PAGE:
A year ago, heavy duty encryption technology was something cybersecurity professionals, privacy nuts, and the odd investigative journalist cared about. Then the Snowden leaks happened. Suddenly, we were all acutely aware of how exposed our data is to the prying eyes of spies and hackers alike. But it doesn't have to be that way.
Thanks in part to Snowden, encryption has never been as easy as it is now. And to mark the anniversary of the leaks, a consortium of companies have banded together to make it even easier. Reset the Net—a day of action for privacy and freedom, backed by the likes of Google and Mozilla, as well the Electronic Frontier Foundation (EFF) and Fight for the Future—offers instructions on how we can all avoid mass surveillance. But it also offers a "Privacy Pack" for the average user. It's simply a bundle of free software to help you encrypt your data and communications. You should download it right now.
Encryption doesn't require coding knowledge or math skills, but it does demand some attention and care. The Privacy Pack is a great starting point, but if you want to cover all of your bases, there are few more things you need to do. We've put together a little guide that includes details on the software in the Privacy Pack and a little bit extra. In case you're not quite sure what encryption is or how it works, EFF's Surveillance Self-Defense site is a great place to start.
The best place to start, of course, is with your phone. After all, this is what the NSA is probably most interested in. It's also probably the device you use most, so it's in your best interest to take extra good care of it.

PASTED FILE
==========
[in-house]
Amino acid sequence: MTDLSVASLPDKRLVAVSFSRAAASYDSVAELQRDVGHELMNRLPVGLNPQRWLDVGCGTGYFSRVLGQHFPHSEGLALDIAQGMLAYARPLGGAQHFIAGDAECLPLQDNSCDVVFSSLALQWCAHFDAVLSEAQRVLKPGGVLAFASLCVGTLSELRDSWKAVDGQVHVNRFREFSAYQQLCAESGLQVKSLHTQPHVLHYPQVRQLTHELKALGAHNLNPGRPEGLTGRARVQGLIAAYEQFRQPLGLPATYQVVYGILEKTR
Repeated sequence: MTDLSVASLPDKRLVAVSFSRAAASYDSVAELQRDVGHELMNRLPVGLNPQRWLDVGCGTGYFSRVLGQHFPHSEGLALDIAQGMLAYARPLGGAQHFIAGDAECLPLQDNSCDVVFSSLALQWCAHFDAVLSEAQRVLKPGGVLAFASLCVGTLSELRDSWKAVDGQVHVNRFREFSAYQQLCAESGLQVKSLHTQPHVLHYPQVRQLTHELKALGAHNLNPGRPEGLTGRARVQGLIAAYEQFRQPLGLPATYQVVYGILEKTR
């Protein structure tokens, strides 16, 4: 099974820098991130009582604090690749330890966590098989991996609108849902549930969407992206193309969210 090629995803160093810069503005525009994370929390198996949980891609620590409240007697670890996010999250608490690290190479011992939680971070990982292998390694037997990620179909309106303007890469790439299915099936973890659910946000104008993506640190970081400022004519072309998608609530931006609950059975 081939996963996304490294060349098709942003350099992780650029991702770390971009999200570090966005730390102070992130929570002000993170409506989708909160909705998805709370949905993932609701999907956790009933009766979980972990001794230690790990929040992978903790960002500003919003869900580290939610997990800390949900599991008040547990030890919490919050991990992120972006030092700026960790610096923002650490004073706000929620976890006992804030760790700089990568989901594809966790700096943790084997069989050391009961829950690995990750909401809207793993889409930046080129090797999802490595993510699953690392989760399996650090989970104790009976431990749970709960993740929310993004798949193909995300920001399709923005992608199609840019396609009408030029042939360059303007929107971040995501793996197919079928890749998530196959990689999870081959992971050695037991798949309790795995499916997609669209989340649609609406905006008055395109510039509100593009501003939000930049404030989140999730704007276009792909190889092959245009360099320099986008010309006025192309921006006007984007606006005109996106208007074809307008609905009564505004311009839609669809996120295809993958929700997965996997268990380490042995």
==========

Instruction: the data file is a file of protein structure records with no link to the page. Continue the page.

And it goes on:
Before going all trigger-happy on encryption apps, the first thing you should do is secure your lockscreen. Duh.
There are a whole host of fancy security options for Android, but if you've got an iPhone, the standard four-number passcode option isn't quite enough. All you need to do to make it more secure, though, is turn off "Simple Passcode" in Settings which will allow you to assign a longer, alphanumeric passcode. Pro tip: Just use a string of numbers so you don't have to flip back and forth between keyboards when unlocking your phone.
Now about those apps. The main thing you want to encrypt is your communication data, and the Privacy Pack makes that very easy for Android users. Including in the bundle are TextSecure and RedPhone, two free apps made by Whisper Systems that let you send texts that are encrypted over the air and make phone calls with end-to-end encryption. Suitable free iPhone equivalents are TigerText for texting and CoverMe for phone calls. If you're willing to shell out some money for more options, check out Silent Circle's suite of mobile encryption software for both platforms for $10 a month.
If you really want to lock down your device, you should consider encrypting the whole thing. It's a three tap process on Android, though it takes about an hour to process. Encrypting your iPhone data is stupid simple. Just enable a passcode, and Apple's data protection software automatically kicks in.
Just don't forget your password! As with all things encryption, if you forget your password your data is locked away forever.
This one's big, too. For many people, email is a primary form of communication, especially for work-related messages and the attachments that come with them. And when there are trade secrets at stake, you can bet hackers want to intervene. The NSA has been intervening for years.
There are a couple of ways to encrypt your email. Probably the easiest method, end-to-end encryption in Gmail, was just announced as part of the Reset the Net day of action. This new feature arrives in the form of a Chrome Extension that will encrypt all data leaving your browser. You can't download it quite yet, though Google's made the code available to developers so they can make it better. Meanwhile, there's Quick Encrypt, a Chrome Extension that you can download now, but it only encrypts selections of text.